Salem smelly pond problem resolved for now

The algae present in the pond comes and goes with rainfall and the seasons

The duck pond in Salem is free of algae now.

SALEM, Ohio (WYTV) – The Salem parks commission met Wednesday to address concerns about the duck pond at Waterworth Memorial Park.

Anyone can see that the pond, which was filled with algae blooms just last month, is looking better. Now, the algae is mostly on the shoreline. The cleanup can likely be attributed to heavy rainfall over the past week.

The commission had the water tested in 2014 by the Columbiana Soil and Water Conservation District and the report concluded that the pond is host to green planktonic algae, which, when in full bloom, can cause the water to look like pea soup.

District Administrator Pete Conkle said when it rains, the pond collects runoff filled with nutrients from yard fertilizer. The extra nutrients allow an abundance of blooms to grow and as the pond warms, reproduction increases.

Planktonic algae is common and botanists with the Ohio State University Extension Office say it’s also an important part of the pond’s food chain.

Rain can dilute the mixture and disperse the algae. When the pond cools in the fall, the algae will clear again.

There are several ways to reduce or prevent the algae blooms. An aeration system can help cool the pond and incorporate oxygen into the water, but that system could increase the odor.

Chemicals can also reduce the algae blooms, and dredging is another option but can be expensive and create a deeper water structure, which could be a safety hazard.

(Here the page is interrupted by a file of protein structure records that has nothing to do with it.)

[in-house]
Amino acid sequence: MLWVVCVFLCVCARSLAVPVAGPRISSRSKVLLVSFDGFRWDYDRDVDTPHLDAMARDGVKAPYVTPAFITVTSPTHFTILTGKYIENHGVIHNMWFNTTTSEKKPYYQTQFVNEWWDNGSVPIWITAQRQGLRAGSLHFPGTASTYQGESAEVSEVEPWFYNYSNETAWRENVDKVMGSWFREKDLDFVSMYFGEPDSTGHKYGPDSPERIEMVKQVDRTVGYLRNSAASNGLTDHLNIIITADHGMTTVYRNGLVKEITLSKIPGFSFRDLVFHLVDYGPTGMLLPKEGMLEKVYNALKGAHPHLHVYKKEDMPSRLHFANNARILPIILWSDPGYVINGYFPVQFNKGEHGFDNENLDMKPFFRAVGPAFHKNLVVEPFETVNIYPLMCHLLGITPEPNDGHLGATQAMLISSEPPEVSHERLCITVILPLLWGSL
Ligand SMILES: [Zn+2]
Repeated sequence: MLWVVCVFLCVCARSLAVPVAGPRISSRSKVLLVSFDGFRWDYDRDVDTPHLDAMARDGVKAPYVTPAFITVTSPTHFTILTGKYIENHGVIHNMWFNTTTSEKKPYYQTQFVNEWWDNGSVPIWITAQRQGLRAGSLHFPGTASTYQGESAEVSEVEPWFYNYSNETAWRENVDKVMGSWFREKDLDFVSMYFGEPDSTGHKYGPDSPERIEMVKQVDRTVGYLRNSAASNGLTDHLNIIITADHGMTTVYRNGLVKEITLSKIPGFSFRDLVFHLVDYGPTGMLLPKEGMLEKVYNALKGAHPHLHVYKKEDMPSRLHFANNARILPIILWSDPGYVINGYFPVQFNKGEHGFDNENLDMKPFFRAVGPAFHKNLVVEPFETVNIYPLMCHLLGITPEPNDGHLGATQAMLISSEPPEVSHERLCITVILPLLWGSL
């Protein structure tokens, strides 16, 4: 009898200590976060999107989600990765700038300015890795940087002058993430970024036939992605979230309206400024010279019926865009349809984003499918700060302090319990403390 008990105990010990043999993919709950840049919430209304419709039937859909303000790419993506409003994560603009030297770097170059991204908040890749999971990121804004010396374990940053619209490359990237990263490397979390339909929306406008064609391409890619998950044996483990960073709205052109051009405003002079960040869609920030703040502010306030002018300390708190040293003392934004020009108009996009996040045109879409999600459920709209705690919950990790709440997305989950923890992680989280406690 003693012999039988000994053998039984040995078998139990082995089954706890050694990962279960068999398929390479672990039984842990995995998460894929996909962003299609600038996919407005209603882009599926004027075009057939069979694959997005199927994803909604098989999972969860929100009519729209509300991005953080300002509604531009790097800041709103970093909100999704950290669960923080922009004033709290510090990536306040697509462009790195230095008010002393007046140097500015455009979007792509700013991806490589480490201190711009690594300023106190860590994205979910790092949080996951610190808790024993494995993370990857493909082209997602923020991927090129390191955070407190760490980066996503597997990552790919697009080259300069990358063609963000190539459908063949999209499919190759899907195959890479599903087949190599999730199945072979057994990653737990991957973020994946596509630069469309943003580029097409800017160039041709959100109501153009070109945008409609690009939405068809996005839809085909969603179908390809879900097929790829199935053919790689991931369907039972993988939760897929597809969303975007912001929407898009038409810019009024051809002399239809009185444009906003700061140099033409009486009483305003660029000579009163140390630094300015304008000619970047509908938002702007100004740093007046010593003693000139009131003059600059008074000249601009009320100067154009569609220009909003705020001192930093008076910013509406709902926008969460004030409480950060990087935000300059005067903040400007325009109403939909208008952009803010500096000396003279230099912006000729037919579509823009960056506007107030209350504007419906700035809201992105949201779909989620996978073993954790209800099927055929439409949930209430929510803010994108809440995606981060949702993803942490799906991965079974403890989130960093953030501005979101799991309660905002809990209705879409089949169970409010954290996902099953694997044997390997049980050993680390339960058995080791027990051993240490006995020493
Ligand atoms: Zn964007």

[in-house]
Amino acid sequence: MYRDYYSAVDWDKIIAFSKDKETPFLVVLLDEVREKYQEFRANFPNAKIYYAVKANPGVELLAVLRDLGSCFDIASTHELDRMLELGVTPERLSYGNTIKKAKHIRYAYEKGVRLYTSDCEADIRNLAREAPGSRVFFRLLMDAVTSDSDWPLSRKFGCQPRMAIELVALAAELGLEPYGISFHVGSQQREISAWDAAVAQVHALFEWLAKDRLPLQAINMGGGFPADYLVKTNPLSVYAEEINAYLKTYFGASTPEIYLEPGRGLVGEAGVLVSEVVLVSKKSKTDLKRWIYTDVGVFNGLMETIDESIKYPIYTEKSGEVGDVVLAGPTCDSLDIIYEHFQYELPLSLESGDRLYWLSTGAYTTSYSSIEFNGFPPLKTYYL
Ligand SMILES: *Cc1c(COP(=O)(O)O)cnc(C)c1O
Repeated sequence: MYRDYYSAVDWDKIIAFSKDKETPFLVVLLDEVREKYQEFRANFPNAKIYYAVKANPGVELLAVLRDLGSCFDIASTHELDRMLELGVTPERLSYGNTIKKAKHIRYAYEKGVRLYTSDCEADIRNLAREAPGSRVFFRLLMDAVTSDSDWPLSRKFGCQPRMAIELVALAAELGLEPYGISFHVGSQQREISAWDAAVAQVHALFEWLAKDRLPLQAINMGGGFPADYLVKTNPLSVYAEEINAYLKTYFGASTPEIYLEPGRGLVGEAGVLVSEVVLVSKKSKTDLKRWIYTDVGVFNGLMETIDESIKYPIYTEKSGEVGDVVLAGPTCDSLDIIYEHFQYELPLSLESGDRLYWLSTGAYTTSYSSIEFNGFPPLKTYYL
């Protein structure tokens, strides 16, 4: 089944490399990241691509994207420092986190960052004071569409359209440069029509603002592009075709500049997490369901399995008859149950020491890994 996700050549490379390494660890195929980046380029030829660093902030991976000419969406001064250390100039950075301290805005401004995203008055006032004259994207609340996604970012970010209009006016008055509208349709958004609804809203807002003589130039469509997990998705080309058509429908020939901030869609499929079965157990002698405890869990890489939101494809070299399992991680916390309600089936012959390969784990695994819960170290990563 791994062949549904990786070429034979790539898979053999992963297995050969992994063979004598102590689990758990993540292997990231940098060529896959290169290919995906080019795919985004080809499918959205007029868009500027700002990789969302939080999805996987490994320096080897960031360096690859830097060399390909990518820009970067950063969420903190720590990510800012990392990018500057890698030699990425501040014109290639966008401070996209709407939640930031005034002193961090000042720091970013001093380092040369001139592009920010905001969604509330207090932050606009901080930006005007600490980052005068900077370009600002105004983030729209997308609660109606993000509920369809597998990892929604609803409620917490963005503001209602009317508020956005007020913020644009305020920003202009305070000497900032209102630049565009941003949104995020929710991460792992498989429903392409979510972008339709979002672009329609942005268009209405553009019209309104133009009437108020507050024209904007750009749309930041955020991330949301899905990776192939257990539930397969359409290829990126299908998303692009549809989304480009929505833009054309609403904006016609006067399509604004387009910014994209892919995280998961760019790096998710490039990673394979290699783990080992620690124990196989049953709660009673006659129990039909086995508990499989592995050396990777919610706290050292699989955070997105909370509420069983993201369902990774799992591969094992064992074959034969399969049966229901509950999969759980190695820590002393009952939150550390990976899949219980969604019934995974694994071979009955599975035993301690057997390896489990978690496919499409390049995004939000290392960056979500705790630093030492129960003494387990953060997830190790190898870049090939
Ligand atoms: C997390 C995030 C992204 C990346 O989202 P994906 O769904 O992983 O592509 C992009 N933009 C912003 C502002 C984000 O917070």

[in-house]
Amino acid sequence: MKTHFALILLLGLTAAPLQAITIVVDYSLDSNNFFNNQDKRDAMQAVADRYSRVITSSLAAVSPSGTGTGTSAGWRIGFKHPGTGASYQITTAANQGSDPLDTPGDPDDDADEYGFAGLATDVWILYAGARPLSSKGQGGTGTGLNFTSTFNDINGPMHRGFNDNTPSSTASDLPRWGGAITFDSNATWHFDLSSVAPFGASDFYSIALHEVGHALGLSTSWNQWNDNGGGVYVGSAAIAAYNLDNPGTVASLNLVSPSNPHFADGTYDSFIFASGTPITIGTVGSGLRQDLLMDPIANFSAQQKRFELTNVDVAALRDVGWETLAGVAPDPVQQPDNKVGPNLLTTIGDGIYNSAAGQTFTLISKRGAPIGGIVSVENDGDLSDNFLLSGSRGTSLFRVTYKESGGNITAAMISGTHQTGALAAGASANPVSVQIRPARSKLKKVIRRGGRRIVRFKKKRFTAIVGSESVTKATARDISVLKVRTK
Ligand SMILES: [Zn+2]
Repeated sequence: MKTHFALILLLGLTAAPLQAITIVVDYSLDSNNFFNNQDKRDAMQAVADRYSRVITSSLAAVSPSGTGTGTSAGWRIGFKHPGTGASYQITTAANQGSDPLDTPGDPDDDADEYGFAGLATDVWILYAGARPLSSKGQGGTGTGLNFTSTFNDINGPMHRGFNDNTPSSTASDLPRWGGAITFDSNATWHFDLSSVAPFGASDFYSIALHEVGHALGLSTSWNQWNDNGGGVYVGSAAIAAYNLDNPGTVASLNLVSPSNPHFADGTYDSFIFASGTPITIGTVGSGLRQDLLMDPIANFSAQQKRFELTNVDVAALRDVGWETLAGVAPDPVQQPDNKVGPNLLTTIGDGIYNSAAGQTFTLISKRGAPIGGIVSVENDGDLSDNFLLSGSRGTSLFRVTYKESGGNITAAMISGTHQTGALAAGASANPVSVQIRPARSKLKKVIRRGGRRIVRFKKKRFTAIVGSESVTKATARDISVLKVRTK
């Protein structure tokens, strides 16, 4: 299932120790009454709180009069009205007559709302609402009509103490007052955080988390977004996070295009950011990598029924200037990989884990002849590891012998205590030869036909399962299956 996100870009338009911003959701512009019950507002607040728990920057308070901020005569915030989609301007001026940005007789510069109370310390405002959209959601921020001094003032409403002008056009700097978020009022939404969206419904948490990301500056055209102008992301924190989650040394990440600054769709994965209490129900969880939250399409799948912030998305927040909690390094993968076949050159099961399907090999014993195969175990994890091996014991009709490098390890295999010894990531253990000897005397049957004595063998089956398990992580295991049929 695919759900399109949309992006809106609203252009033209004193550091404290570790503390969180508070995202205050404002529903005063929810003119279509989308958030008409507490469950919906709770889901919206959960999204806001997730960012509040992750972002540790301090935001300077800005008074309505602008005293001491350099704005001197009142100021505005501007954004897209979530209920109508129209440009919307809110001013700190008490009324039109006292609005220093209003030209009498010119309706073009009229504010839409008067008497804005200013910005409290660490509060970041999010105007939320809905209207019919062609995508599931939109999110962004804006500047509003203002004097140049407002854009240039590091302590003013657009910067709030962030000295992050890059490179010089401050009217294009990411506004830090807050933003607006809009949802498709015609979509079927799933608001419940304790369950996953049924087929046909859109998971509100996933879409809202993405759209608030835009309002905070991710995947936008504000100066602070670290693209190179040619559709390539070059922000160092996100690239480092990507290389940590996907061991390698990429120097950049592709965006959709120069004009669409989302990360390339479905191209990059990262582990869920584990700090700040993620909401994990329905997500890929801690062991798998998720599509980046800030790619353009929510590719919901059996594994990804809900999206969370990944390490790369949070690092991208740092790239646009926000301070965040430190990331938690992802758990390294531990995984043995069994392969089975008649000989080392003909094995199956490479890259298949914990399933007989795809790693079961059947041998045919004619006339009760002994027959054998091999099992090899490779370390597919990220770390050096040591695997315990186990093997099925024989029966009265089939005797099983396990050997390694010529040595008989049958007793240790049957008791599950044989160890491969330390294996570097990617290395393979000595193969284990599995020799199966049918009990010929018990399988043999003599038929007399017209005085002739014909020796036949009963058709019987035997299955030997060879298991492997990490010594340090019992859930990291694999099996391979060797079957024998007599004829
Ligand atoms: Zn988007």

“We don’t want to use a chemical in there,” said Parks Commission President John Panezott. “It will kill the fish, it will kill the frogs, it will kill the turtles.”

Mike Fromm lives right next to Waterworth Park. About 25 years ago, he worked for the excavating company that helped build the duck pond.

“Fresh water needs to flow in there, some way to get fresh water in there,” he said. “Get that water in, put an overflow in, let the other water run out.”

In 2009, the department did look at piping water from a nearby stream into the duck pond. That may be the ticket to keeping the algae at bay.

“I feel for you and the community, as far as wanting fresh water to come in, but we’re doing what we can,” said Salem Parks Foreman Jim Grimm.

A few neighbors attended the parks department meeting Wednesday evening, asking about a solution that would keep the algae from coming back.

“It was a nice attraction at one point in time. People don’t like to go in there when it’s nasty,” Fromm said.

The parks commission says that if volunteers want to help get running water into the pond, the commission can make it a priority.


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